She and I think so very much alike, even though our lives and beliefs differ;  I know how she would react to this. I even know what paths her confusion takes. When she was confused this afternoon, I understood her half sentences, her digressions into trying to remember the words of a song so that she could teach it to the nurses, her need to tell me things to remember to do at home. She knows she is not making sense; she knows that her intellect is hobbled. She hates it.

Yesterday, I was tired, hungry, hurting from one of my attacks (stress and long hours sitting in a cramped plane), and shocked to learn that my phone, which my bosses had promised would work up here, didn't, thus losing me constant hotspot connectivity. And I was shocked to learn that I wasn't staying with my brother, but with my step-dad. It makes sense - closer to the hospital, and I can help keep my step-dad company - but it was a shock, because it had been decided for me without informing me before hand. Needless to say, no wifi at mum's place.

And then, my mother, both yesterday and today ....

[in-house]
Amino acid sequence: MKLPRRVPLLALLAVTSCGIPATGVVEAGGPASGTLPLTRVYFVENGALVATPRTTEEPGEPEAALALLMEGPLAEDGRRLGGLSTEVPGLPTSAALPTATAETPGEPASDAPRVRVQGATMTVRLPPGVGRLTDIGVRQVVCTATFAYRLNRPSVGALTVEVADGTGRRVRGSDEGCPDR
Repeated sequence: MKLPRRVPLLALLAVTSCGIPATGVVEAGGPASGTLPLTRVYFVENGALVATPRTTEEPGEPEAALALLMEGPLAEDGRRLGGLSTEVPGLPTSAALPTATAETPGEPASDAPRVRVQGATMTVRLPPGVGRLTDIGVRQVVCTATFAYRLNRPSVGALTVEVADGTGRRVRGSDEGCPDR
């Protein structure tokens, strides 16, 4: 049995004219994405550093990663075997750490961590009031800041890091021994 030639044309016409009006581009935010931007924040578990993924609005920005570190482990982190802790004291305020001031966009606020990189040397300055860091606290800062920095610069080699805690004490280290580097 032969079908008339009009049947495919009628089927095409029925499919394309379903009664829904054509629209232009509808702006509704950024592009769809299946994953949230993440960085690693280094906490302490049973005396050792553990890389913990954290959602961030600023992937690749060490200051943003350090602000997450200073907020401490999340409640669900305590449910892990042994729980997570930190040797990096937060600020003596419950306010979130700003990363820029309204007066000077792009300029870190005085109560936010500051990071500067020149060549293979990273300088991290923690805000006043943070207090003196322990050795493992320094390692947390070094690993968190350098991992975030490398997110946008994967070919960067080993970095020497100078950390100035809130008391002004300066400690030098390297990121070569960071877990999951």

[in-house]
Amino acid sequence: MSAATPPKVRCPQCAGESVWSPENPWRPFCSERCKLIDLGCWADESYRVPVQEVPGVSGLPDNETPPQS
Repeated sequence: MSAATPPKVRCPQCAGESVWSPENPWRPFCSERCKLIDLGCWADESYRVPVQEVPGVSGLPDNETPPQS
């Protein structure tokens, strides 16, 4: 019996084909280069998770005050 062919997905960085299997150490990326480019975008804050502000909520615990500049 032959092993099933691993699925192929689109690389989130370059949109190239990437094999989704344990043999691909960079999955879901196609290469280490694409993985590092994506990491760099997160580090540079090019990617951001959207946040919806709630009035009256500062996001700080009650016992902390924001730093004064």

But overnight, I decided to stop being thrown by the little things.  I don't need the phone; I did fine without the phone before there were cell phones. I'll do fine with no connectivity where I'm staying. Hell, without the Internet to distract me, I can write to my hard drive and maybe even have the discipline to finish some projects that have been staring at me disapprovingly over their glasses.

And I must admit, I have use of a car, and I found a little cafe in the middle of town that has free wifi. I'll try to spend an hour or two here every day, to catch up with the world I know at home. That will help keep me sane. And while I'm sane, I can focus on the most important thing in the universe right now. My mother. (And secondarily, my exhausted brother. I have to take care  of him, too, somehow.)

So that's my first report from Wolfville. It's warm and rainy, and it's run down - the economy went to shit years ago, I think, but I'm just noticing it now. But the cafe is lovely, and it roasts its own coffee, and the rain is making things grow, and the crocuses and blueflowers are blooming. And my mother is alive, and I can stroke her hair, and tell her I love her, and make sure she knows she's not alone.